--Originally published at Diego's Password
Imagine you are in finals week and today is your Informatics Security final exam. You take your time as usual, even extra, just in case. You are arriving to the Tec and the complete parking lot is full, even the lanes. Not a single car fits inside. Ok… take it easy, just park it outside and walk your way inside, right!? Wait… The waling entrance appears to be full as well, it’s completely crowded. And again no a single person fits in there. All the possible entrances are full, it’s like if all The Beatles were alive and giving a free concert inside. How would you feel? Failing Informatics Security. That ladies and gentleman would be the scenario of a denial of service attack.
I think this kind of attack is really easy to understand. It is making a service or a resource unavailable to its intended user. In my example the mastermind would be the person in charge of the marketing campaign announcing the concert. Sometimes it hard to find that much people willing to request some service at a given time, so normally in these kind of attacks the attacker fakes them. It’s also important to mention that the attackers hardware and technical power must be way more advance and robust than the victim. It is obvious; if you are trying to saturate a server, you need to be able to send more data than what the servers able to serve.
There are a lot of kinds of denial of service attacks, DoS by its initials.
- Distributed DoS: the attacker will have more than one IP address, by more than one I mean thousands of IP addresses. So instead of showing up a lot at the Tec’s parking lot, you’d be dressed like a thousand different persons, hence you be recognized as easy.
- Advanced persistent DoS: this kind is like the sequel of the saga; the revenge of the DoS attack. Technically it has the same principal, but taken to a whole new level. This attacker knows his business. He will hit distinct services, he has hulk computing power, he is persistent and won’t get tired.
- Degradation of service: this attack appears to be less harmful since you are not completely killing the service right? Wrong! It’s more dangerous since they are way more difficult to detect, since you are still running “correctly,” the server might never notice.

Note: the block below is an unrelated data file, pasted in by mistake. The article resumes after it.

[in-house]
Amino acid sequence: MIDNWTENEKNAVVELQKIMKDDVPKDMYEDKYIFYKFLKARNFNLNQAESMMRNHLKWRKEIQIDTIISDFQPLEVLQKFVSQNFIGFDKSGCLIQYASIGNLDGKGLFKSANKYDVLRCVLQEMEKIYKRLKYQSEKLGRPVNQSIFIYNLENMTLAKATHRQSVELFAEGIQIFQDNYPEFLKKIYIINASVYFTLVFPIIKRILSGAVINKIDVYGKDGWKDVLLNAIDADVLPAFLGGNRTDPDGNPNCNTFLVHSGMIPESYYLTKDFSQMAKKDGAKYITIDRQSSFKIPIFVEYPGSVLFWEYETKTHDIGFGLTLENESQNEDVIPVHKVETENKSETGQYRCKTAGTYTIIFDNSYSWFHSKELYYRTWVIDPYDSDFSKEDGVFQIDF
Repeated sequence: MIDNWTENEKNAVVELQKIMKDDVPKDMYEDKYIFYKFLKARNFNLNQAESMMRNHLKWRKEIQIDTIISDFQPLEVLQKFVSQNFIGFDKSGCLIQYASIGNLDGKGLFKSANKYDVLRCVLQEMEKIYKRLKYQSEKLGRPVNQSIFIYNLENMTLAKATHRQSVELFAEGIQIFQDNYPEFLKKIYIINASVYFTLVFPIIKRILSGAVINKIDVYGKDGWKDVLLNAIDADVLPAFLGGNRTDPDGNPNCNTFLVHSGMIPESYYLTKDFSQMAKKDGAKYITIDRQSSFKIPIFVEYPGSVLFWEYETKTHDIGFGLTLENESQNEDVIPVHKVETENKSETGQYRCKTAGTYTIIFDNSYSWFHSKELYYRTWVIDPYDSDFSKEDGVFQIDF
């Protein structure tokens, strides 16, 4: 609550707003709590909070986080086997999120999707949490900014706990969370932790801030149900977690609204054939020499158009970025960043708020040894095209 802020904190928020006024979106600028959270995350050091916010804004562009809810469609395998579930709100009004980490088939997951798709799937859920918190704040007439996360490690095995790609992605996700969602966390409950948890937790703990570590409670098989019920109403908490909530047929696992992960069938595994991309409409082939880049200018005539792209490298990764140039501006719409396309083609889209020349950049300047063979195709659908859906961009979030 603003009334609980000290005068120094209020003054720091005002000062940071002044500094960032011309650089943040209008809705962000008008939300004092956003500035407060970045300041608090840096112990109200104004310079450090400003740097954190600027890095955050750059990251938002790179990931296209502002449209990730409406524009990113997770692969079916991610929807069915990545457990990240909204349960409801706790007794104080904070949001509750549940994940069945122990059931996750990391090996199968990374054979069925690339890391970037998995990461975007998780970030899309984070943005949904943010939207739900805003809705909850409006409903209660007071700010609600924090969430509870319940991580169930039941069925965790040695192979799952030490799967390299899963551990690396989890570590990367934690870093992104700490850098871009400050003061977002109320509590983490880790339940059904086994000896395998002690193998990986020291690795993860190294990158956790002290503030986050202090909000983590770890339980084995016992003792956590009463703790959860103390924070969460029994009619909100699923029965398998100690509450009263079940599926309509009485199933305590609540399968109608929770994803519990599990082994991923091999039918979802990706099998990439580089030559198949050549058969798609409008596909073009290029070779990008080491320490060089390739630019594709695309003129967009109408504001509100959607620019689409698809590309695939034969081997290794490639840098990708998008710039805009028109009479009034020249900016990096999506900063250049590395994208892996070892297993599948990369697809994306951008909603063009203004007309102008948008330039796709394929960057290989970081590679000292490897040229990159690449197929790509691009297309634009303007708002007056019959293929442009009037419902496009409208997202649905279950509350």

- Slow Read: you achieve this attack by altering the read TCP Window size. The victim will be trying to serve this request hopelessly.
Ok, now we know some of the most common denial of service attacks, but why besides pure evil would someone do it? Well, of course the main consequence it brings is the actual loss of the service the webpage provides; but when a server is compromised this much, it is very likely that other kind of services fail as well, like their own security could it be? This would be the perfect time for someone to access and continue with their attack.
So access, is that it? Since the shutdown of a service can cause severe losses for the company, even if it’s just for a couple of minutes, it’s terrible for the business point of view. This is we DoS extortion comes in. It is not as common as just a break through security but is something that can happen. They normally begin with a small attack and a warning. It’s recommended to evade negotiation with respect to the ransom since its proven that once the attackers recognize a company that is willing to pay, the extortion tends to be repeated.
So when I notice that a page is not working, does it mean it was attacked? There is a large number of reasons a service can be denied, the most commons reasons are just technical bugs or updates, but there’s a very particular case where DoS can be caused accidentally. What if the actual concert happened. Amazingly The Beatles are alive and they come to the Tec. When there’s a case that extreme, it would be normal for a webpage to break.